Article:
Increase Efficiency by Migrating an EHR System to a VDI Environment
Many IT personnel in the hospitals encounter challenges in migrating an EHR system to a VDI environment
This blog discusses the most common challenges and solutions to make migration as seamless and secure as possible.
Challenges in the Migration
Many hospitals use an Electronic Health Record (EHR) system. While hospitals formerly developed their EHR systems by themselves, it is more common to purchase EHR software from a supplier. The transition to an EHR supplier can relieve the burden on a hospital’s IT department because it takes care of technical support and regular system updates.
However, EHR software suppliers generally fail to deliver a system that performs adequately. As a result, the end-users in the hospitals are confronted with unforeseen performance issues, whereas hospitals need to depend on their EHR system being available 24/7. Suppose an EHR system performs inadequately or is unavailable. In that case, patients cannot get treated, and physicians cannot invoice their work, which leads to inefficiency and even life-threatening situations.
Many IT departments combine the transition to new EHR software with the implementation of a new IT environment. This new IT environment involves new hardware and new software such as Windows 10, Citrix, and VMware to implement and manage a VDI environment. This involves a complex transition in which both hardware and software need extensive testing and optimization before the system can go live.
The following steps are encouraged to take when migrating an EHR system:
- Draw up a solid test plan that includes the end-user experience (EUX)
- Conduct performance tests on the separate components as early as possible. Use the feedback to implement improvements before the actual migration begins
- Test performance outside of Citrix or VDI. Focus the tests on the EHR, functionality, and the underlying hardware and infrastructure. Conceive use cases that involve as many of these components as possible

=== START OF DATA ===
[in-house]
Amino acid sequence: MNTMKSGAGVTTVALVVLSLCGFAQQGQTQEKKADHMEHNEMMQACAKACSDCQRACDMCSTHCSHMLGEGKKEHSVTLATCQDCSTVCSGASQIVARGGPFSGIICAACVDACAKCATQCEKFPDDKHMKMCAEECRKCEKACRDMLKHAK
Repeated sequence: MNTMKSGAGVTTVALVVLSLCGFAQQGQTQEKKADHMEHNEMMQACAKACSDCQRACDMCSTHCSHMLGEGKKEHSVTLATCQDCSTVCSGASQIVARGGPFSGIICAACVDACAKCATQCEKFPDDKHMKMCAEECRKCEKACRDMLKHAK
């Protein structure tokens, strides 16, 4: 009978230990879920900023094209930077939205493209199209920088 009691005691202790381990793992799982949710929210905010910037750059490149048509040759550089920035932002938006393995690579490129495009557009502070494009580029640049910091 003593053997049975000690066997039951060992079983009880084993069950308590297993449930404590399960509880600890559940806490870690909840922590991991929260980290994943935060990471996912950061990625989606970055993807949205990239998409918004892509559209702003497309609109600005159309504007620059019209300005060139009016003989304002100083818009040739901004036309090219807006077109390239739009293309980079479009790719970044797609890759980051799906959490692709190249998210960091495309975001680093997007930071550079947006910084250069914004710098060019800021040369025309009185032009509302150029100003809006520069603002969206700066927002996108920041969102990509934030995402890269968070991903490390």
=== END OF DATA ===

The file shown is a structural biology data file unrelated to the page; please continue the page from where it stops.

Challenges During the Migration
Testing is a critical aspect of the migration process. Testing is about more than only functional tests of the environment and the application; it is also essential to test whether the infrastructure is robust enough to handle the intended number of sessions. Often this is not the case, leading to awkward tensions between IT managers.
After the environment has gone live, the next phase is to monitor maintenance and updates. The developers of EHR systems tend to implement new updates regularly. Many suppliers rule that you may only lag behind an x number of updates to continue receiving support. The result is a continuous stream of new updates, which doesn’t only apply to EHR systems; but also to Windows 10. It is essential that during the migration, to renew the functional components and the internal processes.
A process that many hospitals benefit from ensuring the secure installation of this continuous stream of updates is DTAP (Development, Testing, Acceptance, and Production). This process helps you keep control of your image and software management tasks. Following all of these steps results in a minimum risk of problems when the system goes live.
The process tests functional and performance aspects such as application start times, the time required to find a user in the EHR software, and the number of users that the system can handle simultaneously after the update.
The IT manager is much more in control of the environment. You can offer a much better performance guarantee when the image goes live. The result is fewer support calls, better performance, and – not unimportant – more time and money for other matters.
Challenges After the Migration
Once the environment is live, it remains necessary to monitor performance and EUX. It involves monitoring hard metrics and checking whether the server is online or offline. Still, performance is more than just CPU utilization or an IOPS. It is crucial to measure the end-user’s experience continuously.